Research performed at the University of Bern indicates that animals beyond Homo sapiens consider the value of previously received help when deciding whether to help a social partner.
Reciprocal exchange of services and commodities among conspecifics is common, and has been observed for instance in primates, vampire bats and rats. For humans, a predominant factor influencing the motivation to reciprocate help is the individual’s perceived benefit resulting from the value of received help.
Hitherto, it was unclear whether outside of humans the value of a received reward may affect the decision to cooperate reciprocally, independently of other parameters such as the partner’s identity or it’s furnished effort.
Using Norway rats, Vassilissa Dolivo and Michael Taborsky, two researchers at the Institute of Ecology and Evolution from the University of Bern, have found that animals other than humans also reciprocate help according to the quality of help they received.
The study appeared in the journal «Biology Letters». According to Vassilissa Dolivo, Norway rats were chosen because of their ability to perform experimental tasks under laboratory conditions, as of their high degree of sociality in the wild and their known ability to cooperate on the basis of the decision rule of direct reciprocity – that is «helping someone who has helped you before».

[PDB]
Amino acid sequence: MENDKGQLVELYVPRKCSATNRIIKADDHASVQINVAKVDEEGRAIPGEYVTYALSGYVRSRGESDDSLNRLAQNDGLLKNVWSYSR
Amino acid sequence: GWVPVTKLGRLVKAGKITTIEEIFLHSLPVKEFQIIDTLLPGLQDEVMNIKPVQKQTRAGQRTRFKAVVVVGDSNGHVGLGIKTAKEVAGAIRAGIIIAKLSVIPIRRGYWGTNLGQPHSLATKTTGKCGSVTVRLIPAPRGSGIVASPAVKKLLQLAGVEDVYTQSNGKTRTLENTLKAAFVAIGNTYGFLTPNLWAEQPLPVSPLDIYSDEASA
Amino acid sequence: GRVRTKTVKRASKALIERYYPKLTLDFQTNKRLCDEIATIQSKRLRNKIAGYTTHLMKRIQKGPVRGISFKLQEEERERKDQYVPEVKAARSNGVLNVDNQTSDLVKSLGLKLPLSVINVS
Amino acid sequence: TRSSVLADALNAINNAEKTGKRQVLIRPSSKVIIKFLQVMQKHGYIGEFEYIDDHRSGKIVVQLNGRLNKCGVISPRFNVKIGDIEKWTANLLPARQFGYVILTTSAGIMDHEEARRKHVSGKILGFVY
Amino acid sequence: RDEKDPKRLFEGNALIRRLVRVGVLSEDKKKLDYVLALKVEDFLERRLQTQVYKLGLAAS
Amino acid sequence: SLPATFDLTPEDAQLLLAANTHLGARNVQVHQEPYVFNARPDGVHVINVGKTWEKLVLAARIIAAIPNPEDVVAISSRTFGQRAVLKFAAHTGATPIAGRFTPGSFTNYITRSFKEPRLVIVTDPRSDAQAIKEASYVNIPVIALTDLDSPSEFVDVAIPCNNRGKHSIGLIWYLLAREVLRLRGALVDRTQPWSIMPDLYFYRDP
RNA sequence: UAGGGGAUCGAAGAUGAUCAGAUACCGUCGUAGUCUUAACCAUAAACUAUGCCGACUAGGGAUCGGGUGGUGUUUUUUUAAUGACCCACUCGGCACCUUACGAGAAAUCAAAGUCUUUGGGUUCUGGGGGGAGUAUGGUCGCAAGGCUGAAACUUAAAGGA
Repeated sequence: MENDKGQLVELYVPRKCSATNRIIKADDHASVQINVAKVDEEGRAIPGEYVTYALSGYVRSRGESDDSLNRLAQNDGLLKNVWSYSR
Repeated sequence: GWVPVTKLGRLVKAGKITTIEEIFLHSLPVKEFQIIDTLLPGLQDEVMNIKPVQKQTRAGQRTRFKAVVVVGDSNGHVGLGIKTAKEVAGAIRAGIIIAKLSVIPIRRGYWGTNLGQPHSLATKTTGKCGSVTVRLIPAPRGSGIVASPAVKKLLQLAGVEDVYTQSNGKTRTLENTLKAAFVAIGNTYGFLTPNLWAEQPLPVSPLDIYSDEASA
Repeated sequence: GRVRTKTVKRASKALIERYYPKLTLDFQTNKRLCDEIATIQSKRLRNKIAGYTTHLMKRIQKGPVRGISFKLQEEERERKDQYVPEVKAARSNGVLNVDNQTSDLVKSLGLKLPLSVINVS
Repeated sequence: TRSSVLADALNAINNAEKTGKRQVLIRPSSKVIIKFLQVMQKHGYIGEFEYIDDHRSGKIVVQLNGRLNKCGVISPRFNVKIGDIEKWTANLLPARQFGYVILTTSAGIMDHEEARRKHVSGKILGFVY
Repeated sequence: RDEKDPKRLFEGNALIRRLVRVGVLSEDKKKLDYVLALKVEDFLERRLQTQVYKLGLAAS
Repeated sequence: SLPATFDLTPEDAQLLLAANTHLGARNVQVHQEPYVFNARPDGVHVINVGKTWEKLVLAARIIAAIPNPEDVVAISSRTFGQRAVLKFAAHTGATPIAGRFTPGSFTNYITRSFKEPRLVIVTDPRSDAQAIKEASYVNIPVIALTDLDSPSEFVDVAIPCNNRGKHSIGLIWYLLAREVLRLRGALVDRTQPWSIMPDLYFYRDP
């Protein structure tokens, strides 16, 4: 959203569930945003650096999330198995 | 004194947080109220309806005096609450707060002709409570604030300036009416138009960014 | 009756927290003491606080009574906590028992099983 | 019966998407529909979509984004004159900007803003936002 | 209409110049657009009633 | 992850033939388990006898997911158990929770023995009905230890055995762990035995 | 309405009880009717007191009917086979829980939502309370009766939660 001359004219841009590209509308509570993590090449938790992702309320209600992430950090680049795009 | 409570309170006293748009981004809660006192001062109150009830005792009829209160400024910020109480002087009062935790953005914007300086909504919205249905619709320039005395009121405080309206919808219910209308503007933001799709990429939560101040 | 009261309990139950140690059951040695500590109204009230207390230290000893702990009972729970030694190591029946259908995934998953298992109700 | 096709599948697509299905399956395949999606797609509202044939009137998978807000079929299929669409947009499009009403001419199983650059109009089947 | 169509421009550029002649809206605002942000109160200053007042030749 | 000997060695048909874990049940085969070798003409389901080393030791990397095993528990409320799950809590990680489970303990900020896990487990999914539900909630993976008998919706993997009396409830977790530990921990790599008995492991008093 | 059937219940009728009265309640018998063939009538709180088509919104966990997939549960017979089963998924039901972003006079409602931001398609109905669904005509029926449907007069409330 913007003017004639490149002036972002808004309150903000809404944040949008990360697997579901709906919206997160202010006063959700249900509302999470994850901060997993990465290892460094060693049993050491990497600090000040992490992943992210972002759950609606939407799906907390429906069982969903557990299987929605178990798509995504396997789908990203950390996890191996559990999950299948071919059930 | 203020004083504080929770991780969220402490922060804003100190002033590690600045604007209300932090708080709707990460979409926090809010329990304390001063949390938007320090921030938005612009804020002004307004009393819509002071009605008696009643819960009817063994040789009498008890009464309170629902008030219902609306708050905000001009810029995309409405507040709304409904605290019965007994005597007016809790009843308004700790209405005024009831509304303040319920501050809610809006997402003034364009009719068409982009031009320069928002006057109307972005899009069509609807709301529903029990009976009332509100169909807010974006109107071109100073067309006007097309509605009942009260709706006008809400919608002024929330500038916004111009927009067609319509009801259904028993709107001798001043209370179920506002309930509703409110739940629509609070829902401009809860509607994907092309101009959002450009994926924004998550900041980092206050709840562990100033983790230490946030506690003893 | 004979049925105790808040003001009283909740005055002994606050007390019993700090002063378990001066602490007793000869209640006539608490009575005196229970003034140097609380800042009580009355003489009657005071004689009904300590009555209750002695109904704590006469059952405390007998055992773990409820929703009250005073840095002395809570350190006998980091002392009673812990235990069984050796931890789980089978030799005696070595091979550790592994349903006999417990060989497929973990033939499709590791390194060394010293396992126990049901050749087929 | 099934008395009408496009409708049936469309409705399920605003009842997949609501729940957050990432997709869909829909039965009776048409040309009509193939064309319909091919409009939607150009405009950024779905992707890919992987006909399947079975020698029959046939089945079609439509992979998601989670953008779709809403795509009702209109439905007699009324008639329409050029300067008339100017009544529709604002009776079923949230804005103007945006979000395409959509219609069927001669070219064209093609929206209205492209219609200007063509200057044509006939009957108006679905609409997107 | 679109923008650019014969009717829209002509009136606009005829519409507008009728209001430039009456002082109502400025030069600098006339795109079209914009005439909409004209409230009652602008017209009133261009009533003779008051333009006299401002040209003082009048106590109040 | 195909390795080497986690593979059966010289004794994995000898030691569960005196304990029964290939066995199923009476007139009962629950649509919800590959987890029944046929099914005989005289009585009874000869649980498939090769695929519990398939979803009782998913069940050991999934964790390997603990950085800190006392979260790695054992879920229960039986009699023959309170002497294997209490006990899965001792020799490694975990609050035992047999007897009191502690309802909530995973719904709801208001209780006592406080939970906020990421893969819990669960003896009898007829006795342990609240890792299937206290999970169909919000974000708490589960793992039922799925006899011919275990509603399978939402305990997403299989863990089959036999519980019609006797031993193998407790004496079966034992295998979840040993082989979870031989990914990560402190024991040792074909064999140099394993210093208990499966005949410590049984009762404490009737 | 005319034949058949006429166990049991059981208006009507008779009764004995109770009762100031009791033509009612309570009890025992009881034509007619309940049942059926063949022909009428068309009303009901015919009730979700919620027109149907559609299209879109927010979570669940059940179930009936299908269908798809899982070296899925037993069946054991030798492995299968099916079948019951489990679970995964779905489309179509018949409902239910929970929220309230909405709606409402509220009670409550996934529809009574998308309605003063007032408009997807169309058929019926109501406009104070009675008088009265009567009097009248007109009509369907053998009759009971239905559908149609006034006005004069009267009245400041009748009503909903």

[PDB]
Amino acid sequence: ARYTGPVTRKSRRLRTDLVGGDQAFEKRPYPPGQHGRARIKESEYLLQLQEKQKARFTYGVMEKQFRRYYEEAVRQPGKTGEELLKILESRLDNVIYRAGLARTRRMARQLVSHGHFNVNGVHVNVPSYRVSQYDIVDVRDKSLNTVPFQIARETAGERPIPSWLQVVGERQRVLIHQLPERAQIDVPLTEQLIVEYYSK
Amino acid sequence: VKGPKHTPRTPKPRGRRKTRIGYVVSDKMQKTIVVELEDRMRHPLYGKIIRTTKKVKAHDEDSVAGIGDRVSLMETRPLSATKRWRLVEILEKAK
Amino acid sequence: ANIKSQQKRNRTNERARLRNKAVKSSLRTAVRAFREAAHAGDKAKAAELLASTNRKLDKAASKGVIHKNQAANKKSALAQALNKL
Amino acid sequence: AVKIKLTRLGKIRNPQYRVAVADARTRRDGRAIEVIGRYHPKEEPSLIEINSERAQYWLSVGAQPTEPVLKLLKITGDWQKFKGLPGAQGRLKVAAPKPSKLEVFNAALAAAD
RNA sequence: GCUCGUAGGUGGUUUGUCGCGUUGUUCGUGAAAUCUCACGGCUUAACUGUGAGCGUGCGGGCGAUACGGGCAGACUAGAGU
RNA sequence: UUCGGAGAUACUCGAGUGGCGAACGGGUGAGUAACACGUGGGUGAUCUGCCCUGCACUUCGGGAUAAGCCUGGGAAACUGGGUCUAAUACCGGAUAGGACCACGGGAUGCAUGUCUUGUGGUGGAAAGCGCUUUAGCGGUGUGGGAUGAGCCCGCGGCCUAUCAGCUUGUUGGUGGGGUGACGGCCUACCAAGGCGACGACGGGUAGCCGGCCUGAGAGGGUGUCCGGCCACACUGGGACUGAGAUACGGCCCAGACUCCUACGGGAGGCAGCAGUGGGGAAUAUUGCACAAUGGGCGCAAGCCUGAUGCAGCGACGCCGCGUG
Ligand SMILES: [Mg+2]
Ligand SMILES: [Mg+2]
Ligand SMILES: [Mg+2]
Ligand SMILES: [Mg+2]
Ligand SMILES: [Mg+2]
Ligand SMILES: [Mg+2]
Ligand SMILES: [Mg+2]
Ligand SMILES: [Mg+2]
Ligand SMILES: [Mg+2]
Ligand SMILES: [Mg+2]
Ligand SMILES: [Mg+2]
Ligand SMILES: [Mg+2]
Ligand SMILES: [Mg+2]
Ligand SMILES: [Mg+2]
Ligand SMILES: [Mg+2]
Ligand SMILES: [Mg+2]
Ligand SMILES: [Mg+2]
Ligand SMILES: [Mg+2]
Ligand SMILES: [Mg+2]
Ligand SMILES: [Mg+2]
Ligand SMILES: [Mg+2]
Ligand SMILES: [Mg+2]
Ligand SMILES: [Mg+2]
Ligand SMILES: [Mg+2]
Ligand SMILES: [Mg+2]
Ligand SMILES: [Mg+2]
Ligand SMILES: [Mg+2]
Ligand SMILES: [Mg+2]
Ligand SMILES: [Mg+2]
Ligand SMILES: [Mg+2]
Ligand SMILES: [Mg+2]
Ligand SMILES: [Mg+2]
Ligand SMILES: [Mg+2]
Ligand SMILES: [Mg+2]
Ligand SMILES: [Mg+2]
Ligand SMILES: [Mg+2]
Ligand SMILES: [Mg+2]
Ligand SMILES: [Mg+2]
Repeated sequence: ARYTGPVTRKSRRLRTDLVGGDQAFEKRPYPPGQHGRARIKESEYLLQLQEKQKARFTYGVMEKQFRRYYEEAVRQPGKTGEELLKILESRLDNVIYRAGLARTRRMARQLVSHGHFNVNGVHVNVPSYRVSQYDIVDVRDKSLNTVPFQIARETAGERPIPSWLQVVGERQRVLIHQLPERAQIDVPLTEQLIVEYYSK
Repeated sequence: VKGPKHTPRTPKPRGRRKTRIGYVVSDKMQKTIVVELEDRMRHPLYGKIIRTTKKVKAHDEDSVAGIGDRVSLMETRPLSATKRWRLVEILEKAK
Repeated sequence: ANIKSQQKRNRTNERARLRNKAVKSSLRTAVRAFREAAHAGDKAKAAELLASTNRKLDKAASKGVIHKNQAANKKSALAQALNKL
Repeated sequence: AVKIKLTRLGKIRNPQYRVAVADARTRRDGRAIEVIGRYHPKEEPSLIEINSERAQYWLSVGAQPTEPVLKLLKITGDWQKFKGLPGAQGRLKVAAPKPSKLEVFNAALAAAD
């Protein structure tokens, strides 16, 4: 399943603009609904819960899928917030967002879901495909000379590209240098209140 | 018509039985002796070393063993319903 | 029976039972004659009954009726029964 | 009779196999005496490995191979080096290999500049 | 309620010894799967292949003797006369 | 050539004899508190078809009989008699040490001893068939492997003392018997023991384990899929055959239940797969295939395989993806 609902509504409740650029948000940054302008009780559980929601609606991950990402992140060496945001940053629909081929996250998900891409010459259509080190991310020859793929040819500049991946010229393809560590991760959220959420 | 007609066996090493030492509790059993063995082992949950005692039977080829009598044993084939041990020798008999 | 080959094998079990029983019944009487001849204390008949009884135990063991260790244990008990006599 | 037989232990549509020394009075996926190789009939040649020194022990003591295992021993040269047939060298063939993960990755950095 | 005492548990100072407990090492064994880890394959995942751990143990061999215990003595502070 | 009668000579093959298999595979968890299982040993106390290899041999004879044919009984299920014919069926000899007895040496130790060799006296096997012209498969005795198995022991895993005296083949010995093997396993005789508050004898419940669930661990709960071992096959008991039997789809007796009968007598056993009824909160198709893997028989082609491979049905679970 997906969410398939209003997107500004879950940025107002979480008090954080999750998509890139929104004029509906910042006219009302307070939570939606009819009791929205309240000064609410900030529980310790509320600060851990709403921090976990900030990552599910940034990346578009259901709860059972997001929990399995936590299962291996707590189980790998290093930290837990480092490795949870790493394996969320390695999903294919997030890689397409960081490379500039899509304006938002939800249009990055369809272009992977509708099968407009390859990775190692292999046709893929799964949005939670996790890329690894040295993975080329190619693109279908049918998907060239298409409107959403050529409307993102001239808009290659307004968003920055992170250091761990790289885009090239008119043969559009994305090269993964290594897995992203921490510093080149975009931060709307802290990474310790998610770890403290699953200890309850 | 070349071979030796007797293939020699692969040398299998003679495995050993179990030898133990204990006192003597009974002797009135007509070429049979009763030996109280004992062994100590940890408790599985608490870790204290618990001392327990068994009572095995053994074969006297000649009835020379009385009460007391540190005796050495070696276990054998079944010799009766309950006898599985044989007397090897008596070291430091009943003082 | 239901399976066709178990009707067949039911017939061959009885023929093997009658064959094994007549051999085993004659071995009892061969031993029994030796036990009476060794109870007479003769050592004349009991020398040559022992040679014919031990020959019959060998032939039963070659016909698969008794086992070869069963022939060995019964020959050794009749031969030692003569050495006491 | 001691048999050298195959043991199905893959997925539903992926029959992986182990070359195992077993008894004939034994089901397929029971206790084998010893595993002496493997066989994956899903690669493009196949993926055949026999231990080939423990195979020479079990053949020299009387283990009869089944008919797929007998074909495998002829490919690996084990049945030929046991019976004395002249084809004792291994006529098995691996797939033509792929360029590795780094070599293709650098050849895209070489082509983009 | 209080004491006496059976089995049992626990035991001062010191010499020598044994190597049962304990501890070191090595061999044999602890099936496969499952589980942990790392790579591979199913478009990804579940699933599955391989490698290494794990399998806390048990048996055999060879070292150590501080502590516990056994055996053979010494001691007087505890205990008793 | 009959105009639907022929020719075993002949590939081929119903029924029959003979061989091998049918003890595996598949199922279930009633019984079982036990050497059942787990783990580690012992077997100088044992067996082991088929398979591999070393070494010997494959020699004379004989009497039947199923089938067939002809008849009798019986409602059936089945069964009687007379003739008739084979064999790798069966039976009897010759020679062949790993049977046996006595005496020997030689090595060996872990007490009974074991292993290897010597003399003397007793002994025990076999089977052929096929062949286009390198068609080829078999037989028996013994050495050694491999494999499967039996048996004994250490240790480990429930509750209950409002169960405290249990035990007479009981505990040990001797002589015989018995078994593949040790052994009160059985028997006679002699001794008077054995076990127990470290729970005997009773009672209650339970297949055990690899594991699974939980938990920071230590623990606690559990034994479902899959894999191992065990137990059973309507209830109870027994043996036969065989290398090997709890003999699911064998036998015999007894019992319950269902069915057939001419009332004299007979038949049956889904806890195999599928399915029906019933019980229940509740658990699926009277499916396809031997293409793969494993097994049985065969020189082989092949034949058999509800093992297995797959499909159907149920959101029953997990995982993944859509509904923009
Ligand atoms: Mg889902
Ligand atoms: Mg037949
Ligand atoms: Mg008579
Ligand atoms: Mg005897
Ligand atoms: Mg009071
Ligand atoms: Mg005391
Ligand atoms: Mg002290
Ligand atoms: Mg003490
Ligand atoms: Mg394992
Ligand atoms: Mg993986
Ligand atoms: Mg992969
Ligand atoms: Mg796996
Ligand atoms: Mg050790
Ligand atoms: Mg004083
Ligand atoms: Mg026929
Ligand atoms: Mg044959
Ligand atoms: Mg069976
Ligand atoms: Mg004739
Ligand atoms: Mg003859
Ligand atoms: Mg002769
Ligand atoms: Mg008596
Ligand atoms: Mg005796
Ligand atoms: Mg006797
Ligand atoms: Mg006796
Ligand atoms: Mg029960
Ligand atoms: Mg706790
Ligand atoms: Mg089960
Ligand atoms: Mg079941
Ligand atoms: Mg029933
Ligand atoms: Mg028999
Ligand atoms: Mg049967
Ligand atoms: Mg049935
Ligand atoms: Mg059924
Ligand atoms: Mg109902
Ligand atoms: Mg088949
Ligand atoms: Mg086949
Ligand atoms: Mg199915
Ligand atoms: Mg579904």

Banana providers preferred
Twenty female wild-type Norway rats were tested in a variant of the prisoner’s dilemma paradigm. Each test rat received food items differing in value and attractiveness from two different social partners that provided either a preferred, «high quality» reward – pieces of banana – or a less relished, «low quality» reward – pieces of carrot. The quality of the offered food was the only variable parameter for test rats to distinguish between different cooperators.
Subsequently, the test rats could decide to provide their previous banana or carrot providers with oat flakes. «The test rats showed a clear preference to pay back help to the partner that had provided them with the preferred food», says Michael Taborsky. «They helped previous banana providers much quicker than previous carrot providers.»
According to the authors, these results demonstrate that animals can consider the value of previously received help when deciding whether to help a social partner. This may have important implications for our understanding of reciprocal cooperation in nature, for which, as Vassilissa Dolivo points out, «evidence is increasing throughout vertebrates, from fishes to primates».
Nathalie Matter | Universität Bern
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